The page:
A car race is an environment where pragmatism and optimism can go hand-in-hand. I interviewed my friend Andrew during the race, and when I asked him about a time in motorsports when he felt devastated, his answer was simple:
"I think that is yet to come. Motorsports is pretty much the most fun thing I've ever done, and I haven't lost a car or anything irreplaceable yet, so it's always been worthwhile."
In the photo, he sits in the driver seat as the team gets everything ready for his first night-racing experience. I've mentioned in previous years that optimism alone typically doesn't get you through the night safely. It might be one piece of the puzzle, but it's still only one piece.
Vehicle lighting is essential at night. Both so that the driver of a vehicle can see the track, the vehicles, and any unexpected obstacles; and also so that other drivers can see that vehicle. A stopped vehicle that has no lights (or, that has lights that aren't visible to approaching traffic) is a sitting duck, and a recipe for disaster.
Lights make it possible to for the driver to see what they are approaching, and flaggers make it possible for drivers to know about situations that they can't actually see yet.
For the 25-hour race, two rotations of flaggers switch off during four ~6-hour flag shifts during the race. And just like the pit lane workers, they have to bundle up and be prepared for whatever climate conditions may occur during the race. The flaggers are so important that the race pauses (full course yellow, cars circulate but no passing is allowed) during the shift changes.
Spotters offer more of a competitive benefit than a safety benefit, but that competitive advantage might mean that a driver can be more conservative during stretches of the race that are more treacherous. For instance, if you can maintain position without having to dive-bomb slower cars into the corners in the rain, you're a lot more likely to avoid contact when mistakes inevitably happen. Generally, the spotters find a spot with a clear view of the track, and relay any relevant details back to the team over radio.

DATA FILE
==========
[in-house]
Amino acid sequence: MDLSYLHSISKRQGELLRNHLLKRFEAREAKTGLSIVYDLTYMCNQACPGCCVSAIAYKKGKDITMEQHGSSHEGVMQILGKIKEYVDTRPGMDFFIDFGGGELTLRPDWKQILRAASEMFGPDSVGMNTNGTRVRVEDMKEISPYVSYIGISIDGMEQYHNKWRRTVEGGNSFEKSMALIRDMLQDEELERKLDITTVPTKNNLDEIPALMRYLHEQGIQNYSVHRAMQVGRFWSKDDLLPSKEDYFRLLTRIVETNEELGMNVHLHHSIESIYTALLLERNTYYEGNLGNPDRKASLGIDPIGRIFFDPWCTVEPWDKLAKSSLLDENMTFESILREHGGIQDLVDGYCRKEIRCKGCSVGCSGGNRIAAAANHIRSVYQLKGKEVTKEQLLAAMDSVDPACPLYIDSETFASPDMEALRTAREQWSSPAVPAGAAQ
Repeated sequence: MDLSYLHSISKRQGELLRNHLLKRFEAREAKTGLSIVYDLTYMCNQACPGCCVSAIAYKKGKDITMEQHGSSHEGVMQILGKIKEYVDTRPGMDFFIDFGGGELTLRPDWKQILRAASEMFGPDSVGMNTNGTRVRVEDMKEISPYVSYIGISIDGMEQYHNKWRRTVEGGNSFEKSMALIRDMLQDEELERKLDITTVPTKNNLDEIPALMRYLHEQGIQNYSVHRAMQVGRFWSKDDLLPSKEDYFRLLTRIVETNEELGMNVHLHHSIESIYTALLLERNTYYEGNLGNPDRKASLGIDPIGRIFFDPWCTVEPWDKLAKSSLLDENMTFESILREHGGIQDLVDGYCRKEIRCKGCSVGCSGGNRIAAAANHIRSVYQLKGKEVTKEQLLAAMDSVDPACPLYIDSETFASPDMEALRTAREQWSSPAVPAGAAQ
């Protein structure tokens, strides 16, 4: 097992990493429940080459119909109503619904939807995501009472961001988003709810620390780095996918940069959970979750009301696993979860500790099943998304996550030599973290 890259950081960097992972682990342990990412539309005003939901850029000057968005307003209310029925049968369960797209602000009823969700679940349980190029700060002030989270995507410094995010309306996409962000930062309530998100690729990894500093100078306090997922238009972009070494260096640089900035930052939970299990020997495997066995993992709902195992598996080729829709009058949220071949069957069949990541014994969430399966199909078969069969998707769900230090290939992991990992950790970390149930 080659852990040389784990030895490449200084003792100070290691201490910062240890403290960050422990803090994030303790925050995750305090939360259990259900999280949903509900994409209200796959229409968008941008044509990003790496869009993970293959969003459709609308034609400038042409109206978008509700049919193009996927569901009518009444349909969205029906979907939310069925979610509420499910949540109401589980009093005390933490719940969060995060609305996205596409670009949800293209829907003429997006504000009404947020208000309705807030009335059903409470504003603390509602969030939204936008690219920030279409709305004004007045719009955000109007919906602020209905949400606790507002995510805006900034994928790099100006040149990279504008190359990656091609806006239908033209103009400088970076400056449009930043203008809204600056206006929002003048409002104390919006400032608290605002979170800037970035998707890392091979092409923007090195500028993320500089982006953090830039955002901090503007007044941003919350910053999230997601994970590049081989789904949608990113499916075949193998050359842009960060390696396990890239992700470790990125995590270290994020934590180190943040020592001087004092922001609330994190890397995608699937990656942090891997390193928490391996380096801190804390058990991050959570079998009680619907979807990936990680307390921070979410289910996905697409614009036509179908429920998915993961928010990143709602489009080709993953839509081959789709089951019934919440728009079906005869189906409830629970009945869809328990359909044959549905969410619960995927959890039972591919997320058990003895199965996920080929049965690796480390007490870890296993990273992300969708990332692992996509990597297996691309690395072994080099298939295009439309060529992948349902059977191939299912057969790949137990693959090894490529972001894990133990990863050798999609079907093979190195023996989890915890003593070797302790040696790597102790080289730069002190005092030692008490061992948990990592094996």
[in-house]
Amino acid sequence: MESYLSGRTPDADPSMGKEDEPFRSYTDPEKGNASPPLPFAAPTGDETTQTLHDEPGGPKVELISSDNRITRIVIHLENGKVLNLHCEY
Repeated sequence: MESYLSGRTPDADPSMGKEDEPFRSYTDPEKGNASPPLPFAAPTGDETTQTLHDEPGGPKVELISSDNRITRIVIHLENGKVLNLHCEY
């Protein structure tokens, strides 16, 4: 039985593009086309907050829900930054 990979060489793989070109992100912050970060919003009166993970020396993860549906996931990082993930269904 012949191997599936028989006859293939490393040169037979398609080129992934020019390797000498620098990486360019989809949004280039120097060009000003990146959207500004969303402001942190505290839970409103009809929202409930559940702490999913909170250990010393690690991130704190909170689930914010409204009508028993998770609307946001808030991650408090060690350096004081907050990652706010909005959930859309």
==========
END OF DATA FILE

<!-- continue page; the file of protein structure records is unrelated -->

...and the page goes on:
Here, a spotter stands on a hilltop bench above the back half of the track (near turn 9), and looks on as cars pass over turn 5 in the distance.
For drivers and crew, it also pays to stay warm and to avoid hunger and dehydration. The inevitable fatigue of spending dozens of hours on alert, and of dealing with a deluge of rain for half of the race, will add up on their own. Other sources of physical discomfort just make things worse.
Fundamentally, endurance races are about extending that comfort as long as possible — the more comfortable you are, the better you can focus, and the less likely you are to make mistakes. The fewer mistakes you make (as driver or crew), the more time you spend turning fast laps, and the less time you spend waiting for the tow truck, or fixing things that broke.
When you put enough puzzle pieces together, this is what it looks like. The #45 Flying Lizard Motorsports Audi R8-LMS dominated the race from sundown onward — they outlasted the faster cars (none of which made it to sunrise), and once the rain started falling, they passed other cars everywhere imaginable. Corner, straight, it didn't seem to matter. By the end, they placed first overall with a 35-lap margin over second place, and a 59-lap margin over third. The full Stories from the 25 series: